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Los Angeles Mayor Antonio Villaraigosa speaks at the launch of the unaffiliated political organization known as No Labels December 13, 2010, at Columbia University in New York City. Villaraigosa delivers his annual State of the City speech today.
Los Angeles city employees would have to take over a month of furlough days in the next fiscal year under a $6.9 billion budget proposed by Mayor Antonio Villaraigosa today, but many workers could avoid furloughs by agreeing to defer pay raises and increase health-care contributions.
In an effort to close a $457.5 million deficit, the mayor is calling for 26 furlough days for city workers who will not get cost-of-living raises as part of their contracts, and 36 furloughs days for employees scheduled to get raises.
Most of the latter group are part of the Coalition of City Unions, which worked out a tentative deal with the city in March to avoid furloughs. Under the deal, coalition members, who account for about 60 percent of city workers, would begin contributing 4 percent of their salaries to retirement health care and defer their cost of living raises until the end of their contracts in 2014.
In exchange the city would not require them to take furlough days.
Union members are voting on the agreement now. The coalition is expected to release the tally April 26.
Villaraigosa unveiled his proposed 2011-12 budget at the Central Library, highlighting provisions of his spending proposal that would add parks and recreation facilities and restore library hours, which were cut in recent months due to the city's financial troubles.
"This budget reflects my steadfast commitment to making Los Angeles a city where neighborhoods are safe, parks and libraries are open, streets are paved, and there is a healthy reserve fund that ensures the city is financially stable for generations to come," the mayor said. "In order to preserve these services and priorities, this budget makes long-term structural changes to move Los Angeles towards a fiscally sound and sustainable future."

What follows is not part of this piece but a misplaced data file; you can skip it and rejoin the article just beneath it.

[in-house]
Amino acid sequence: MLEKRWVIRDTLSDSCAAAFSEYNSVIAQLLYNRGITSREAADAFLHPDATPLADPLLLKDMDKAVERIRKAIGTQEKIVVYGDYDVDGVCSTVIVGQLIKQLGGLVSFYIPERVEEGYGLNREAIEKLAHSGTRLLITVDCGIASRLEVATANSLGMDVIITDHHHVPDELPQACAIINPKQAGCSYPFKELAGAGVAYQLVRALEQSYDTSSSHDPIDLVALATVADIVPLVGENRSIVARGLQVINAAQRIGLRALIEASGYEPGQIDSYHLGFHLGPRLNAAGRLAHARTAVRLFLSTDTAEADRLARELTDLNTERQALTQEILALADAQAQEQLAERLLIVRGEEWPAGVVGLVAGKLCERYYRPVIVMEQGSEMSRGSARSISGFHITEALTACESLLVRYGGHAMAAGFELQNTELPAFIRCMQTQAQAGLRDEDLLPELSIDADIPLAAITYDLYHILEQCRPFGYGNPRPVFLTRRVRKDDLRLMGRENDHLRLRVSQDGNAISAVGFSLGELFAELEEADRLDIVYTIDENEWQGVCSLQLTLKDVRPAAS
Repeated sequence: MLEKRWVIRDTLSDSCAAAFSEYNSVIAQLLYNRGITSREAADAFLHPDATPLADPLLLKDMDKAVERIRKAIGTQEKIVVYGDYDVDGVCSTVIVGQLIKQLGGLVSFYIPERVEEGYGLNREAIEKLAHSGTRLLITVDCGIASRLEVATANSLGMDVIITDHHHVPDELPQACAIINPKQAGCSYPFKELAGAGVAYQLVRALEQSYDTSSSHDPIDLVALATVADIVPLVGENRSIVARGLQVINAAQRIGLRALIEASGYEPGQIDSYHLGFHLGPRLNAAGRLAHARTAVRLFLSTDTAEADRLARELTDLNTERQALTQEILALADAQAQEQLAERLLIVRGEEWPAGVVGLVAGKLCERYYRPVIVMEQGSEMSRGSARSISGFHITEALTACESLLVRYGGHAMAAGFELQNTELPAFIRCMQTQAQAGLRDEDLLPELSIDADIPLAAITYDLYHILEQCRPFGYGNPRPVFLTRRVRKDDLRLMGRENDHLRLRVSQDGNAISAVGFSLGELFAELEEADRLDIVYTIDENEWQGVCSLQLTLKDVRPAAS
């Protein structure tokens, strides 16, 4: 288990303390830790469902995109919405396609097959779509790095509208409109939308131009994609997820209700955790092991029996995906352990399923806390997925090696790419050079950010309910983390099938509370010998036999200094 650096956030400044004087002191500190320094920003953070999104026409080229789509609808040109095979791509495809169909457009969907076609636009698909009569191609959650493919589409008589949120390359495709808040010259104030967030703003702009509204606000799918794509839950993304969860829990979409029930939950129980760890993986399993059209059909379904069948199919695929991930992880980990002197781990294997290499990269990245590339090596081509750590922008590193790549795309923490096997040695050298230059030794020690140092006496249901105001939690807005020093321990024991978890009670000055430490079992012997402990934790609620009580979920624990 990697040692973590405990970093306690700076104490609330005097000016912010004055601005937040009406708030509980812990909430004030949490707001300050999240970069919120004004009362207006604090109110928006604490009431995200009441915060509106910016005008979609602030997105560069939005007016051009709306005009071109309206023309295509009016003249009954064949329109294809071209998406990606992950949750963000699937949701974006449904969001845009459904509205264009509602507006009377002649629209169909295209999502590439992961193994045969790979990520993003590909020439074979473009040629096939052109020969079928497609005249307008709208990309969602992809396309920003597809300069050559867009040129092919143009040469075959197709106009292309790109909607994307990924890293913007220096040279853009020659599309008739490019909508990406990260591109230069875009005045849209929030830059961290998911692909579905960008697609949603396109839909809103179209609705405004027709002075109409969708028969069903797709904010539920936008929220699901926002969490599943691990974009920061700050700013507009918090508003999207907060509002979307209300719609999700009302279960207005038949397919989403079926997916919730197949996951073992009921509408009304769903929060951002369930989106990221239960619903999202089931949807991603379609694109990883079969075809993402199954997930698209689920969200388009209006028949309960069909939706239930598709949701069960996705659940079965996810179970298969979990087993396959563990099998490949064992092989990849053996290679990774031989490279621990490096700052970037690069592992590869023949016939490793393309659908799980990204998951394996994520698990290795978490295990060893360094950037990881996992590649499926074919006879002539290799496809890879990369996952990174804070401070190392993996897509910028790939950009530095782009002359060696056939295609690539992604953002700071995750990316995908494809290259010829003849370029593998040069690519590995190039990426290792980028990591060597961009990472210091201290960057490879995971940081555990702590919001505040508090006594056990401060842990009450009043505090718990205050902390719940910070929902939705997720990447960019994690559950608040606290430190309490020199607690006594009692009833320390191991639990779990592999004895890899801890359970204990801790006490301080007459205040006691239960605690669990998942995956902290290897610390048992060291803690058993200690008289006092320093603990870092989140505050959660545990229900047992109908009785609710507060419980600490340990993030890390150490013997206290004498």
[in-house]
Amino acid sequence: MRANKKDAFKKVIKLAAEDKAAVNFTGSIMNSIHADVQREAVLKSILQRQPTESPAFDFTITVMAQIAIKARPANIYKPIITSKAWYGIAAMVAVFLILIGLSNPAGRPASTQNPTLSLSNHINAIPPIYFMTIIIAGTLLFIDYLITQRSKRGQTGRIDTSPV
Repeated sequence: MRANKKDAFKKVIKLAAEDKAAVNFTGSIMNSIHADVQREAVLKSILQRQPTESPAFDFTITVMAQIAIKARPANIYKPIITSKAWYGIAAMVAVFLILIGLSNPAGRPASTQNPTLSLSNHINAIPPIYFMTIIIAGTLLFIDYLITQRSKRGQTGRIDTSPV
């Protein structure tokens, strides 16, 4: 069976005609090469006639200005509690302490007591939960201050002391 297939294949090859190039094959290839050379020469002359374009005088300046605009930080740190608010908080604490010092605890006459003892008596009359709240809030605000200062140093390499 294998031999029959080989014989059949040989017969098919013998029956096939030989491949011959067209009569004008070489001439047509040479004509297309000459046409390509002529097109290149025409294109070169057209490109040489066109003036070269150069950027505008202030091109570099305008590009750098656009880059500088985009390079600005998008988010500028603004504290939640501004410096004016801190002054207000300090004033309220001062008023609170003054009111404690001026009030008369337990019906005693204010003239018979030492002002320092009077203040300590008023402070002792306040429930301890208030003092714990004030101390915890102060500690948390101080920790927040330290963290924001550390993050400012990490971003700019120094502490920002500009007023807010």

The budget proposal includes 735 miles of street resurfacing, repair of 300,000 potholes and replacement of the city's street-lighting system with more efficient light-emitting diode technology.
Villaraigosa's proposed spending plan would maintain the Los Angeles Police Department's level of 9,963 officers, even though the department itself would take a $100 million budget cut – including an $80 million reduction in overtime and $20 million from its salary account.
The mayor also proposed a redeployment plan for the Los Angeles Fire Department that aims to save money by matching the department's response focus to the city's needs, mostly ambulance calls.
Villaraigosa has trimmed nearly $1 billion in spending from the city's budget over the past few years and eliminated about 4,000 mostly unfilled city positions, according to the mayor's office.